The daughter of Latvian and Russian immigrants, Patricia Goldman-Rakic was a trailblazing professor of psychiatry, psychology, neuroscience, and neurology at Yale University School of Medicine. Her work unveiled many mysteries of the brain’s prefrontal cortex, and she is largely responsible for the way we view working memory today.

Goldman-Rakic was born in Salem, Massachusetts in 1937. She later attended Vassar College, earning a bachelor’s degree in neurobiology cum laude in 1959. She earned her doctorate in experimental development psychology at University of California at Los Angeles in 1963. After her post-docs, Goldman-Rakic took a position at the National Institute of Mental Health, where she worked until 1979. She left the institute for a position back in New England, at Yale University, where she continued to work and conduct research until her death in 2003.

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Goldman-Rakic’s research opened the doors for the modern perception of how the prefrontal cortex operates. Before her groundbreaking work, it was assumed that there was no way to study and observe the higher cognitive functions of that part of the brain. However, Goldman-Rakic adapted methods previously used to study other centers of the brain, and proved antiquated assumptions wrong.

Through her work, scientists were finally able to probe neurological disorders that had once eluded them, like Alzeihmers, schizophrenia, Parkinson’s disease, cerebral palsy, dementia, and ADHD. These types of diseases touch the lives of countless people, and gaining a greater understanding of their mechanisms was a giant leap forward in neuroscience.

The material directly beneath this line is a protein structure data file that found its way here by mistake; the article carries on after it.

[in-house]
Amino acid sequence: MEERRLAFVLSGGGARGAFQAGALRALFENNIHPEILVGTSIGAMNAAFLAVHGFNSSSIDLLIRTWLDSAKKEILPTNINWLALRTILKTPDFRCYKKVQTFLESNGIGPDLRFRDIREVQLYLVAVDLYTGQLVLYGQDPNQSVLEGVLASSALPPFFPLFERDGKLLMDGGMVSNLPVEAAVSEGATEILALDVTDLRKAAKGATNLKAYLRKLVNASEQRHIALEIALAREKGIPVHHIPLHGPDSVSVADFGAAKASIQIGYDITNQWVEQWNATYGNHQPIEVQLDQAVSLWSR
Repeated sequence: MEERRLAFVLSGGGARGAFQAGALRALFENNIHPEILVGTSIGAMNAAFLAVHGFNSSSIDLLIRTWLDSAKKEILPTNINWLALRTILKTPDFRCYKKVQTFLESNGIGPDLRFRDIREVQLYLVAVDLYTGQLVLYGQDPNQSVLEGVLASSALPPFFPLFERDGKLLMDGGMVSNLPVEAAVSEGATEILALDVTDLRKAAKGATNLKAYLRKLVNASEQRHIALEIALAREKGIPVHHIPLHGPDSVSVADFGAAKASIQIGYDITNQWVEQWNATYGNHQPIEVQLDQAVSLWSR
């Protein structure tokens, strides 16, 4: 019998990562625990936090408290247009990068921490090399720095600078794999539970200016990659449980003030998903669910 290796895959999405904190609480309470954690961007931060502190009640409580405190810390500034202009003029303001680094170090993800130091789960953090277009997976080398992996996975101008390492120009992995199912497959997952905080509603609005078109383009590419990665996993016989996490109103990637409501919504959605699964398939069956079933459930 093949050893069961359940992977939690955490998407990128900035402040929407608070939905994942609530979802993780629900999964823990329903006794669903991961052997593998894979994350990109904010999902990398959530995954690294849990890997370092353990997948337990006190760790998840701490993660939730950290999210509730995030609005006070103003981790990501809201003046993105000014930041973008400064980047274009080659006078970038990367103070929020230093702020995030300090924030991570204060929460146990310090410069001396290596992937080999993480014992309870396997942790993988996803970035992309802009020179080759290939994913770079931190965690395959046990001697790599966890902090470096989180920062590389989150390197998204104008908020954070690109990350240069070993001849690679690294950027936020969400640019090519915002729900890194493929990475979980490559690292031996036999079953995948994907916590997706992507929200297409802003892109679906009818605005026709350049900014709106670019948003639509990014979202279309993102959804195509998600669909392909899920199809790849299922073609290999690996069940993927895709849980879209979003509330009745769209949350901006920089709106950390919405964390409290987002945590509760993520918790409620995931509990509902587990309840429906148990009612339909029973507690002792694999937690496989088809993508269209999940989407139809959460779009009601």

Her approach was a multidisciplinary one. When studying memory, she leaned on pharmacology, biochemistry, anatomy, behavior, and electrophysiology to research how memories are formed and lost. She also pioneered dopamine studies, an approach that is still used today in treating neurological disorders from ADHD to schizophrenia.

Outside of the lab, Goldman-Rakic spent her time mentoring the younger generation of scientists, and played a role in bringing more women into the male-dominated field. Sadly, she was killed by a vehicle as she was walking across the street in 2003. Shortly afterwards, Constance and Stephen Lieber established the Goldman-Rakic Prize for Outstanding Achievement in Cognitive Neuroscience, which is awarded every year to scientists studying cognition.